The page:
What a terrible flight attendant. People who don’t mind their business give me the pip. In a way I was glad that the woman couldn’t communicate with the young mother at the post office because I don’t think others should be quick to advise parents about their children. If there were a gentle, nonjudgmental way to do it, it would be OK I guess.

  4. Loretta Adams Said:

    Loretta on Facebook: Memories…I keep a Christmas Journal – logging notes – gifts, menu, guests and a few notes about that year, ie why a gift was special, who we toasted, etc. I place a handwritten note in a decorative Christmas item that may have been gifted to me that year and its meaning. I save photo Christmas cards of family/friends, frame them in red frames and put them on piano each year…especially funny ones. I have a stocking for my husband and write a memory of him or a place we visited when he was alive and put it in the stocking, …we will do the same this week for my daughter who
    Passed last year…anyone who visits can also tuck a little note in….and on Little Christmas I read theme. This year I had photo ornaments made for a few people with a photo of my daughter with them…how she would want to be remembered…happy & laughing! Happy New Year& Merry Memories!

  5. Linda Levi Said:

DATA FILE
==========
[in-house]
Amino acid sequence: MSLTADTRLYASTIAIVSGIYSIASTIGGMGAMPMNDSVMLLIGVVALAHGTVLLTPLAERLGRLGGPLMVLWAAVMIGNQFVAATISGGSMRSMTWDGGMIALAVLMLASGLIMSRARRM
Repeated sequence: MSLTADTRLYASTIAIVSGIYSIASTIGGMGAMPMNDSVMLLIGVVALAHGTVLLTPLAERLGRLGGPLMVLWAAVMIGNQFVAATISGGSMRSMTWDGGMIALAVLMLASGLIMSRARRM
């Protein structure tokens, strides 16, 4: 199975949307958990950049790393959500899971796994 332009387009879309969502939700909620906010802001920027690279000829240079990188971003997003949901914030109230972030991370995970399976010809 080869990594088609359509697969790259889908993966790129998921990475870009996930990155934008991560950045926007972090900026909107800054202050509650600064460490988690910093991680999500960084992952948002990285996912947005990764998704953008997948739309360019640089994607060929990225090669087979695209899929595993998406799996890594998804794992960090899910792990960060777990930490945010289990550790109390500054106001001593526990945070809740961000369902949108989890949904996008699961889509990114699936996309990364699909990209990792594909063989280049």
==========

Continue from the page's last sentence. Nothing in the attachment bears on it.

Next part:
Linda on Facebook: Photos.

  6. Jeanne Byington Said:

    Linda:

    For sure.

  7. Jeanne Byington Said:

    ASK,

    Every Christmas I make thumbprint cookies. The oven and scent of them baking warm my apartment and heart. My mother made them every year and, I was told, so did her mom.

  8. Jeanne Byington Said:

    Loretta,

    You are such a strong woman. The way you remember and cherish your husband and daughter brings tears. You keep them present–in your life in a positive way.

    My husband gave me a Christmas card every year. I need to be in just the right mood to be able to see his handwriting and read his messages.

  9. Loretta Adams Said:

    Loretta on Facebook: every year Tom gave me the Annual Christmas Snowflake ornament…my step daughter continues the tradition after he passed. We always hung them from the chandelier—they are cherished and when the sun hits the glisten and dance in the ceiling. Bittersweet but he is always there with us when we eat…and do is Courtney who lives in London and not always here for Christmas.

  10. Jeanne Byington Said:

    Loretta,

    There go my tears again. Hallmark should hire me. If I don’t cry, toss the card!

  11. Lucrezia Said:

    I’ve been told that I don’t look maternal, so it’s not surprising that strangers don’t hand over their babies for whatever reason. (Makes sense — I don’t care for babies) However, if someone should judge differently, and one was plopped in my arms, dollars to donuts it would start to scream and attract the closest policeman – thus alarming the parent and relieving me of unwelcome responsibility!

  12. Jeanne Byington Said:

    Lucrezia,

    Your comment made me laugh!

    It’s sad that people must be vigilant and suspicious of strangers though this is nothing new.